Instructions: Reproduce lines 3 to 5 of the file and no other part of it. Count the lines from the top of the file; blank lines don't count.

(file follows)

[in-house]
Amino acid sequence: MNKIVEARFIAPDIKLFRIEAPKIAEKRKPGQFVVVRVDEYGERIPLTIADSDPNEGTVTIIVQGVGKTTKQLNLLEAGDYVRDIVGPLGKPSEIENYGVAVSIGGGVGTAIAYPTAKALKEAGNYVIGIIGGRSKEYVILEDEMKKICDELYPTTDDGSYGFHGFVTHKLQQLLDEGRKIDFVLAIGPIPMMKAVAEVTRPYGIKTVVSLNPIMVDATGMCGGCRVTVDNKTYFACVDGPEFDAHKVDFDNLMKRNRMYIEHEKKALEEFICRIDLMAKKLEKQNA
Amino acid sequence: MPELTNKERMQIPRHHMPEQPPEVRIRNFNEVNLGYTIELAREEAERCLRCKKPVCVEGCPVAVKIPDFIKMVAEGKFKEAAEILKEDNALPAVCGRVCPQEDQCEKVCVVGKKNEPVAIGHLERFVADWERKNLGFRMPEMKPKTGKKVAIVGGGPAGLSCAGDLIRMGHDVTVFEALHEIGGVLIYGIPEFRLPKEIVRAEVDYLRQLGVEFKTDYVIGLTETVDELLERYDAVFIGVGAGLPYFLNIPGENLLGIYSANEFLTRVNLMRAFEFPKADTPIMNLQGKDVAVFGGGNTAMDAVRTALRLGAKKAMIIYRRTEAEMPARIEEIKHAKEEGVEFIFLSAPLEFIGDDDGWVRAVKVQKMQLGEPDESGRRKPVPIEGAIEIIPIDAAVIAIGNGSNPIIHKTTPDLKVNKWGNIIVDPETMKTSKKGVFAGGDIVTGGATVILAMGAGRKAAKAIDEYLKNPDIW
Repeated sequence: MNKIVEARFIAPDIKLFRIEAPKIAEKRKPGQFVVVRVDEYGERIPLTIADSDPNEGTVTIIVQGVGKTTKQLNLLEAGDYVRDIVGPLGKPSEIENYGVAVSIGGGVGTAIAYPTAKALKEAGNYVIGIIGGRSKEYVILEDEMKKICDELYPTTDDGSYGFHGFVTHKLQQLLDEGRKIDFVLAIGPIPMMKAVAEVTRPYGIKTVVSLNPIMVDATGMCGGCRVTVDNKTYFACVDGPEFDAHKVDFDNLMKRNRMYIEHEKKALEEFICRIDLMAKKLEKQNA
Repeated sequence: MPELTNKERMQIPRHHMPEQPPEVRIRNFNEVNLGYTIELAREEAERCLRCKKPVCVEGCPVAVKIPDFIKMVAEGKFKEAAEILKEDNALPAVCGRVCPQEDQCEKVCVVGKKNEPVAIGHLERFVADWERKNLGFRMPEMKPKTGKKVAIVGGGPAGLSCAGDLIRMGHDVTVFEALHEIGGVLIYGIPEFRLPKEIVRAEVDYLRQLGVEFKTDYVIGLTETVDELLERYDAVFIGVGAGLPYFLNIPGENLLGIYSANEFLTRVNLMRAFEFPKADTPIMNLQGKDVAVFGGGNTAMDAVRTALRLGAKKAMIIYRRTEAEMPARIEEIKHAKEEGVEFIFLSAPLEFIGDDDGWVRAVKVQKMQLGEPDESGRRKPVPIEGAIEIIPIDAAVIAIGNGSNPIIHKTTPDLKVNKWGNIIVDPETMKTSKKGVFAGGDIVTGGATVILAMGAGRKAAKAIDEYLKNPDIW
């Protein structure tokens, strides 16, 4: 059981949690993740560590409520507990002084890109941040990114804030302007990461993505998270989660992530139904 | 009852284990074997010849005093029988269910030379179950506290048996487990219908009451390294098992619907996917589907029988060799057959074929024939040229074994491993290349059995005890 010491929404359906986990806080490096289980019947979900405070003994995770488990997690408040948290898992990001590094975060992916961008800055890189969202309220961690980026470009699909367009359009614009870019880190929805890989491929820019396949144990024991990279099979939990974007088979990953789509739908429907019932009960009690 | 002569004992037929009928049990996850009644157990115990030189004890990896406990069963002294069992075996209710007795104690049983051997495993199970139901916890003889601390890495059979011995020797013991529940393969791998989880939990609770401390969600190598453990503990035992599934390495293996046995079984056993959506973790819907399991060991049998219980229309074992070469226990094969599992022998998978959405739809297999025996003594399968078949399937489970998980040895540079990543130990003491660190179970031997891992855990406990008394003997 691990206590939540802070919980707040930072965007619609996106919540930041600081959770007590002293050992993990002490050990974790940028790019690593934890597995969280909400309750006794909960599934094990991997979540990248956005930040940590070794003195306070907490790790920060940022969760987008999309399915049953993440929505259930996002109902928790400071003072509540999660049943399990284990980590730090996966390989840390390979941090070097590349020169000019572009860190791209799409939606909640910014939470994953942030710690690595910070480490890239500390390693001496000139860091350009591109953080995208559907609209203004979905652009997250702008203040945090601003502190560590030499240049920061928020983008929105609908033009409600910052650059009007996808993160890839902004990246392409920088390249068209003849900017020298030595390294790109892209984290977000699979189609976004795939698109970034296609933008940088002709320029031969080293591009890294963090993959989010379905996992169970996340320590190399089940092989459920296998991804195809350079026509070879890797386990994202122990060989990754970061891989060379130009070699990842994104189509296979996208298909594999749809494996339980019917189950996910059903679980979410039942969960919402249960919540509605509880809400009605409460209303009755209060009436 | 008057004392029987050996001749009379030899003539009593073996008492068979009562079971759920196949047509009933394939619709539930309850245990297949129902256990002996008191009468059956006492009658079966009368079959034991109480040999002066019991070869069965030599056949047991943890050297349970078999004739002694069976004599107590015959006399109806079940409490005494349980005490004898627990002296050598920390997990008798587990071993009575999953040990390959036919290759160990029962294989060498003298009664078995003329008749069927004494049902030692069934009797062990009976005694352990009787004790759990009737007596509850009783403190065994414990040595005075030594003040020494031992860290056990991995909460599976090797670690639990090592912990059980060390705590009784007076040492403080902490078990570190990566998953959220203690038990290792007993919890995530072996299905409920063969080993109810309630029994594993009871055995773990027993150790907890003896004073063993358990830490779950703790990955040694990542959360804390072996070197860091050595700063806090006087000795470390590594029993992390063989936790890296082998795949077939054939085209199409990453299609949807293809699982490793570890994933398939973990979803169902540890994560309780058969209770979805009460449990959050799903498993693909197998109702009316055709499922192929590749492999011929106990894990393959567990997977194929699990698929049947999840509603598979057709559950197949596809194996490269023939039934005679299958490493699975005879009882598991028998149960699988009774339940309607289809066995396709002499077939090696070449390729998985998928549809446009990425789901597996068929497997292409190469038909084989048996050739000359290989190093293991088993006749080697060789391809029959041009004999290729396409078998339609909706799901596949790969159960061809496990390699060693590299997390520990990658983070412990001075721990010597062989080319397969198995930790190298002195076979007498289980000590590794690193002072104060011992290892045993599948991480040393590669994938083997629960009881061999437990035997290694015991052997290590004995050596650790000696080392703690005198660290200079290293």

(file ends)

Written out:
Amino acid sequence: MPELTNKERMQIPRHHMPEQPPEVRIRNFNEVNLGYTIELAREEAERCLRCKKPVCVEGCPVAVKIPDFIKMVAEGKFKEAAEILKEDNALPAVCGRVCPQEDQCEKVCVVGKKNEPVAIGHLERFVADWERKNLGFRMPEMKPKTGKKVAIVGGGPAGLSCAGDLIRMGHDVTVFEALHEIGGVLIYGIPEFRLPKEIVRAEVDYLRQLGVEFKTDYVIGLTETVDELLERYDAVFIGVGAGLPYFLNIPGENLLGIYSANEFLTRVNLMRAFEFPKADTPIMNLQGKDVAVFGGGNTAMDAVRTALRLGAKKAMIIYRRTEAEMPARIEEIKHAKEEGVEFIFLSAPLEFIGDDDGWVRAVKVQKMQLGEPDESGRRKPVPIEGAIEIIPIDAAVIAIGNGSNPIIHKTTPDLKVNKWGNIIVDPETMKTSKKGVFAGGDIVTGGATVILAMGAGRKAAKAIDEYLKNPDIW
Repeated sequence: MNKIVEARFIAPDIKLFRIEAPKIAEKRKPGQFVVVRVDEYGERIPLTIADSDPNEGTVTIIVQGVGKTTKQLNLLEAGDYVRDIVGPLGKPSEIENYGVAVSIGGGVGTAIAYPTAKALKEAGNYVIGIIGGRSKEYVILEDEMKKICDELYPTTDDGSYGFHGFVTHKLQQLLDEGRKIDFVLAIGPIPMMKAVAEVTRPYGIKTVVSLNPIMVDATGMCGGCRVTVDNKTYFACVDGPEFDAHKVDFDNLMKRNRMYIEHEKKALEEFICRIDLMAKKLEKQNA
Repeated sequence: MPELTNKERMQIPRHHMPEQPPEVRIRNFNEVNLGYTIELAREEAERCLRCKKPVCVEGCPVAVKIPDFIKMVAEGKFKEAAEILKEDNALPAVCGRVCPQEDQCEKVCVVGKKNEPVAIGHLERFVADWERKNLGFRMPEMKPKTGKKVAIVGGGPAGLSCAGDLIRMGHDVTVFEALHEIGGVLIYGIPEFRLPKEIVRAEVDYLRQLGVEFKTDYVIGLTETVDELLERYDAVFIGVGAGLPYFLNIPGENLLGIYSANEFLTRVNLMRAFEFPKADTPIMNLQGKDVAVFGGGNTAMDAVRTALRLGAKKAMIIYRRTEAEMPARIEEIKHAKEEGVEFIFLSAPLEFIGDDDGWVRAVKVQKMQLGEPDESGRRKPVPIEGAIEIIPIDAAVIAIGNGSNPIIHKTTPDLKVNKWGNIIVDPETMKTSKKGVFAGGDIVTGGATVILAMGAGRKAAKAIDEYLKNPDIW